If you find play difficult, rest in the knowledge that just being with your child while they play, without actually playing yourself, is just as effective. If you aren’t actually playing, it is important to pay attention to the child during this time and respond enthusiastically when they engage. For example, when your child points to the tower they built you can say something like ‘wow you built a tower!’

Consider the 2 x 10 Strategy at school. Spend two minutes per day, every day, talking with the student about anything they want to talk about, or engaging in activities they enjoy. The strategy builds a rapport and relationship between teacher and student, and lets the child see that you genuinely care about them as a person. The children who have regulation challenges are those who need this the most. It is also a time investment – if you put the two minutes in each day, eventually you will spend less time needing to correct behaviour.

Set aside time for play. Play performs multiple essential roles in a child’s development. It strengthens their imagination, allows children to explore relationships and learn social skills, and helps with problem-solving and physical development. Play can be a way to express big emotions and fears, and a safe means to connect with adults. Think of playtime as a way to build your child’s skills, form or deepen relationships, and stimulate growth after trauma. Adding five minutes of child-directed play to your daily to-do list can develop your child’s confidence, relationships, and resilience.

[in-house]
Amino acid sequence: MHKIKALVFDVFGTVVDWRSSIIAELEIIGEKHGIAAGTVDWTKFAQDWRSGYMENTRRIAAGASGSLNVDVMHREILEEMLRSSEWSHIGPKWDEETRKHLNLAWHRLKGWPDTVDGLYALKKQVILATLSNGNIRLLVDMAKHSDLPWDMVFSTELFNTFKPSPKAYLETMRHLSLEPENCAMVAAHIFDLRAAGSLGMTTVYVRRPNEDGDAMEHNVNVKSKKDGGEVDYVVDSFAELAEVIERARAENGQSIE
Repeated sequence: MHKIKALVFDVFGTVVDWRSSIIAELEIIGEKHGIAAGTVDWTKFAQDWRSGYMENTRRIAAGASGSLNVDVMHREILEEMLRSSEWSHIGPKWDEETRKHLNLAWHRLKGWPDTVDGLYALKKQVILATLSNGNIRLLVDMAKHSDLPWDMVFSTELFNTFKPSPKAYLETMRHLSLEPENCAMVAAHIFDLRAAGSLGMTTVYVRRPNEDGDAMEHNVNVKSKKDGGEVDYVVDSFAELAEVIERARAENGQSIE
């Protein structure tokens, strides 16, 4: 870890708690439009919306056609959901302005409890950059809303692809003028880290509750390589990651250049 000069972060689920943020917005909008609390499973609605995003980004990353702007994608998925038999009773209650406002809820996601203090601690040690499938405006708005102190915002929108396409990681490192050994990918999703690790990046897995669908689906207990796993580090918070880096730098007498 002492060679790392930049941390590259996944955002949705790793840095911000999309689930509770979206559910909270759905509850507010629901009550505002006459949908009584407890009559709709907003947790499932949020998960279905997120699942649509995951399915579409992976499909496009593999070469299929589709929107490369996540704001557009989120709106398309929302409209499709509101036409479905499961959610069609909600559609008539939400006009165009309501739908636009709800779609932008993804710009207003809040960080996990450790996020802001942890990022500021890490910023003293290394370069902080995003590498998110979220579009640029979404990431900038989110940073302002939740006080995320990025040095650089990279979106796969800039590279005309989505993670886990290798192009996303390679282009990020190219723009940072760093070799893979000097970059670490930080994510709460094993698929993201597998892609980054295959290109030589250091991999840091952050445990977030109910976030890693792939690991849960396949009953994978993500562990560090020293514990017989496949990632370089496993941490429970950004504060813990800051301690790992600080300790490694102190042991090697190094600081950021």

Validate emotions. Use empathy when you can see your child is experiencing any emotion. Try to use emotion in your voice and make a statement about what is bothering them, rather than focusing on the behaviour they are demonstrating. Then use deep pressure and/or heavy work strategies to release the emotion from their body.

Make statements about the events that impact your child. Statements bring attention to the event itself without putting any pressure on your child to decide what to do. They might start making connections between the problem/event and the solution, but you do not need them to tell you. Statements also show kids that you know how they are feeling, and you do not need anything from them – you are just there for them. For example, you could say ‘Your tower fell down! Oh dear,’ or ‘You had such fun at the park; it was hard to leave.’

Show curiosity. Try to avoid judgement and ask opened-ended questions in a non-confrontational way. Phrases such as ‘I wonder if you felt like…’, ‘what do you think was going on when…’ or ‘I could tell that you felt really upset when I said no, can you help me understand what that was about?’ can be useful when connecting with a child.

Consider playfulness. We are able to neurologically disrupt the child’s anxiety or stress response with play. The human brain cannot be engaged in both stress and playfulness simultaneously. Therefore, by engaging with a little wistfulness, we can help the child become less stressed, less self-protective and more open and engaged to our connections with them.

Use children’s interests and preferences to provide opportunities for learning and connection.

Create multiple opportunities to engage in positive relational interactions. Promoting healthy connections with teachers, coaches, community, and family members allows kids to create new beliefs about themselves, others, and the world.


You can learn more about regulation here.